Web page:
Don't take if
    You should avoid aspirin if you are already taking any anti-coagulant drugs, or if you have a stomach ulcer. As it increases bleeding times, don't take it before or after surgery. Shouldn't be given to children under 16 as it can cause Reye's syndrome, a rare brain and liver condition. Asthmatics should avoid aspirin as it can trigger attacks.
    Codeine is mainly sold in combination with other painkillers - such as Nurofen Plus (ibuprofen and codeine) or Solpadeine (paracetamol and codeine).
    How it works
    Related to morphine, this opioid drug relieves pain without producing euphoria. It blocks pain receptors at the end of nerves, stopping pain from reaching the brain.
    Best for
    One-off relief for sudden pain - after an injury or tooth extraction, say. Helps to relax constricted abdominal muscles that can cause menstrual cramps, so can be good for period pain.
    Side effects
    Can cause sluggish bowel movements and constipation.
    Maximum 24-hour dose
    For treating pain, 120mg to 240mg daily. Tell your GP if you have liver, kidney or lung problems.
    Don't take if
    Not to be used regularly for chronic pain or recurrent headaches; you may become dependent, causing restlessness and irritation when you stop taking them. You may develop tolerance, making it less effective over time.
    This non-steroidal anti-inflammatory drug (NSAID) is sold under brand names such as Nurofen and Proflex.
    How it works
    Ibuprofen blocks the production of several types of prostaglandins, which cause inflammation and pain. It can also lower temperature.
    Best for
    Doctors recommend this type of painkiller for acute pain such as headaches, period pain and joint aches. It is also used to ease chronic forms of pain that come with rheumatoid arthritis and osteoarthritis.
    Side effects
    Like aspirin, ibuprofen irritates the stomach lining; long term, it can lead to gastric ulcers. Can cause indigestion and nausea.
    Maximum 24-hour dose
    Don't take more than 1,200mg - or six 200mg tablets, four 300mg capsules or three 400mg tablets - in a day.
    Don't take if
    Avoid if you suffer from stomach ulcers or gastric disorders. The Medical Research Council warned recently that NSAIDS such as ibuprofen can increase the risk of heart attacks in patients taking them in relatively high doses for chronic inflammatory conditions such as arthritis.
    Nature's painkillers
    Plant extracts and other techniques are proving effective at combating the inflammation that underlies painful conditions. So which are nature's best pain-busters?
    In a study, 95 per cent of headache sufferers who rubbed peppermint extract across their forehead found that it could cure a headache faster than conventional painkillers, producing an effect within two minutes. The active ingredient, levo-menthol (taken from the herb Mentha piperita), is thought to relax local blood vessels, causing a sensation of coldness or tingling, followed by pain relief. A peppermint painkiller called 4head (Diomed, £xxxx per stick) is available from pharmacies.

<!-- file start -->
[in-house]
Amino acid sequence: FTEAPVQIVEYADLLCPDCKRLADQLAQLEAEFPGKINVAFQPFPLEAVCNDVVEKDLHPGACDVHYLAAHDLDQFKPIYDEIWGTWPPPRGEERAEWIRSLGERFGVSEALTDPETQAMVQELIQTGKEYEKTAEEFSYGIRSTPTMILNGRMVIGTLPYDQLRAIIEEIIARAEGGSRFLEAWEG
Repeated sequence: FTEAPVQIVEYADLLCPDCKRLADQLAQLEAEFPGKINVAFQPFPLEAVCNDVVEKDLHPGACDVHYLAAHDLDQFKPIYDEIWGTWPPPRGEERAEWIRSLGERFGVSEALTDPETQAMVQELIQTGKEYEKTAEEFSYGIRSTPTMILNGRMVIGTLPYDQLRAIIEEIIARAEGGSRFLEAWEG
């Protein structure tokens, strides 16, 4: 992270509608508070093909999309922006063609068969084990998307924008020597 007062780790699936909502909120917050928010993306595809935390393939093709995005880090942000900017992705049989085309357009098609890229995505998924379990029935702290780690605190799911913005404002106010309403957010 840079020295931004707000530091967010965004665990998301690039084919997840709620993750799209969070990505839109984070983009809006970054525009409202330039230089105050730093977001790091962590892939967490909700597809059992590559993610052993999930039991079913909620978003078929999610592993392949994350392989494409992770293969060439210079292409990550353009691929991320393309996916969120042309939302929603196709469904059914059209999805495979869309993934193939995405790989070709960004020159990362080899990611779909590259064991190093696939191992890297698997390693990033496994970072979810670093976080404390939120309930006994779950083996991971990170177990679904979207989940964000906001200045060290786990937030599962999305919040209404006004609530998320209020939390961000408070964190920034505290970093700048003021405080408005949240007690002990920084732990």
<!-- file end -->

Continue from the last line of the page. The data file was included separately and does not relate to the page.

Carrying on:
A 50g helping of extra-virgin olive oil gives a similar painkilling effect to about 10 per cent of the ibuprofen dose recommended for adult pain-relief, say researchers at the Monel Chemical Senses Center in Philadelphia. The active ingredient, oleocanthal, affects the same biochemical pathway as ibuprofen and other non-steroidal anti-inflammatory drugs.
    Researchers are attempting to extract the "active molecules" in turmeric to turn into an anti-inflammatory drug. Researchers at the University of Arizona have found that molecules in turmeric called curcuminoids are effective at calming inflammation and pain, so may one day be developed into an arthritis drug. For now, sprinkle generously into your curry.
    Research has now confirmed what traditional doctors have known for years - that cat's claw, or Uncaria tomentosa, contains powerful anti-inflammatory substances, making it effective for conditions such as arthritis or back pain. It's available from Rio Trading Company (01273 570987).
    When pain is caused by stress, tight muscles and constricted blood-flow, the best remedy could be a hot-water bottle or a long soak in the bath. Heat increases the blood circulation to tight tissue, helping it to relax, so the application of heat is good for muscular pain, tension headaches and period pain. Also, by bringing blood, nutrients and oxygen to the affected area, heat helps to speed up healing.
    Last edited by a moderator: Jan 27, 2012
  2. darkglobe

    darkglobe Silver Member

    Reputation Points:
    Dec 12, 2006
    from U.K.
    Good information, jholmes800. Someone's done their homework!

    Not sure this really belongs here (although Codeine is mentioned), but meh, I'm a newbie and you're not so I'll shut up.

    Nice to know how they work though. Well worth reading especialy for those in constant pain. Cheers :)